107 F.3d 16
Jose H. MORAN, Petitioner-Appellant,
Robert BORG, Warden; Attorney General, State of California,
United States Court of Appeals, Ninth Circuit.
Submitted Feb. 5, 1997.*
Decided Feb. 07, 1997.
NOTICE: Ninth Circuit Rule 36-3 provides that dispositions other than opinions or orders designated for publication are not precedential and should not be cited except when relevant under the doctrines of law of the case, res judicata, or collateral estoppel.
Before: CANBY, HAWKINS, and TASHIMA, Circuit Judges.
Jose H. Moran, a California state prisoner, appeals the district court's denial of his 28 U.S.C. § 2254 petition. Moran was convicted of first-degree murder and sentenced to twenty-seven years to life in prison. He contends that his federal constitutional rights were violated when the trial judge: (1) suggested that the jury watch an episode of the television show "48 Hours" featuring the judge; and (2) excluded defense evidence of third party culpability. We have jurisdiction pursuant to 28 U.S.C. § 2253. We review de novo. Thompson v. Borg, 74 F.3d 1571, 1573 (9th Cir.), cert. denied, 117 S.Ct. 227 (1996). We affirm.
A. The "48 Hours" Episode
Moran contends that he was deprived of due process, a fair trial, and the right to counsel when the trial judge suggested to the jurors that they watch an episode of "48 Hours" featuring the judge. Moran also argues that the fact that his jury watched the "48 Hours" episode necessitates relief based on ex parte communication or juror misconduct grounds.
After viewing the episode and reviewing the trial transcript, we are satisfied that the episode did not have a "substantial and injurious effect or influence in determining the jury's verdict." Brecht v. Abrahamson, 507 U.S. 619, 637 (1993). Accordingly, we reject any claim based on the "48 Hours" episode on its merits.
B. Third Party Culpability
Over objection, defense counsel asked Detective Zuniga whether another man had been charged with committing two murders on the same street during the time Moran was in custody. The trial court sustained the objection and conducted a conference at side-bar. At side-bar, defense counsel claimed that: another Latino male, wearing a jeans jacket, had pistol-whipped and murdered two persons in the same block while Moran was in custody; and that man had been charged with double homicide and "lo and behold" was present at the scene of the murder for which Moran was on trial. Moran contends that the exclusion of this testimony rendered his trial fundamentally unfair. We disagree.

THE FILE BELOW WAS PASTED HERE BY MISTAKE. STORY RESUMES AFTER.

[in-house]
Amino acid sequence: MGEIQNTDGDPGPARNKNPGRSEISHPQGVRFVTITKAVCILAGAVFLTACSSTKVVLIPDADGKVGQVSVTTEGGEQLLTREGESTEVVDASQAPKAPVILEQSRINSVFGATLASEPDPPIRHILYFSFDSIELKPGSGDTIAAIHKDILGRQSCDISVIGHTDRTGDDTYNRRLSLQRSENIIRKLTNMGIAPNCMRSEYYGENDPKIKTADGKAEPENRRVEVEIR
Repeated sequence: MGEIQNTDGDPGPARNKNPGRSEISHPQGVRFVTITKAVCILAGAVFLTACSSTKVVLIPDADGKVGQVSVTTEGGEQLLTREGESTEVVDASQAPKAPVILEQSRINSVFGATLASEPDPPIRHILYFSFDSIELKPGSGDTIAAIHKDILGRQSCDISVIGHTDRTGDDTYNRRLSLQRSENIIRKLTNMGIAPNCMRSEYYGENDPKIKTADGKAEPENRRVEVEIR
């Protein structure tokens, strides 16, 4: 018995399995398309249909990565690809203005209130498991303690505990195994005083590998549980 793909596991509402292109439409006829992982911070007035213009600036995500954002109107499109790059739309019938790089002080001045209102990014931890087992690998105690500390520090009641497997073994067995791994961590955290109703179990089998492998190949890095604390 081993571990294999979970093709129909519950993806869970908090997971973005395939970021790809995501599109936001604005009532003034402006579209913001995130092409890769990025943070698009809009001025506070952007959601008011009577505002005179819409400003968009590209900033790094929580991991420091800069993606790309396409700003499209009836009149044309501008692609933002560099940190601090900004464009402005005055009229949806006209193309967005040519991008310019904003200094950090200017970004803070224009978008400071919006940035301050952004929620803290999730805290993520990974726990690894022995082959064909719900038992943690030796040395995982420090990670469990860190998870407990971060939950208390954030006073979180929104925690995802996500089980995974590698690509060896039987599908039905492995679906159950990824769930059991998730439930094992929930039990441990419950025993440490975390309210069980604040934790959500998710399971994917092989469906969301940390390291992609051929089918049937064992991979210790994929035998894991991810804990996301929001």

To determine whether the exclusion of evidence violated a defendant's right to a fair trial, a court must consider five factors: (1) the probative value of the excluded evidence; (2) its reliability; (3) whether the excluded evidence is capable of evaluation by the trier of fact; (4) whether it is the sole evidence on the issue or merely cumulative; and (5) whether it constitutes a major part of the attempted defense. Tinsley v. Borg, 895 F.2d 520, 530 (9th Cir.1990). The court must then balance the importance of the evidence against the State interest in its exclusion. Id. The State has a substantial interest in preserving orderly trials, in judicial efficiency, and in excluding unreliable or prejudicial evidence. Miller v. Stagner, 757 F.2d 988, 995 (9th Cir.), amended on other grounds, 768 F.2d 1090 (9th Cir.1985).
Moran has never produced any evidence supporting defense counsel's contention at side-bar that the man charged with the double homicide was present at the scene of the murder for which Moran was convicted. Two eyewitnesses identified Moran as the perpetrator of the murder for which he was convicted. Consequently, evidence that another Latino male committed similar crimes in the same high-crime neighborhood has marginal probative value on the issue of whether Moran killed the victim in this case. Accordingly, Moran's trial was not rendered fundamentally unfair when the evidence was excluded. See Tinsley, 895 F.2d at 530; Stagner, 757 F.2d at 995.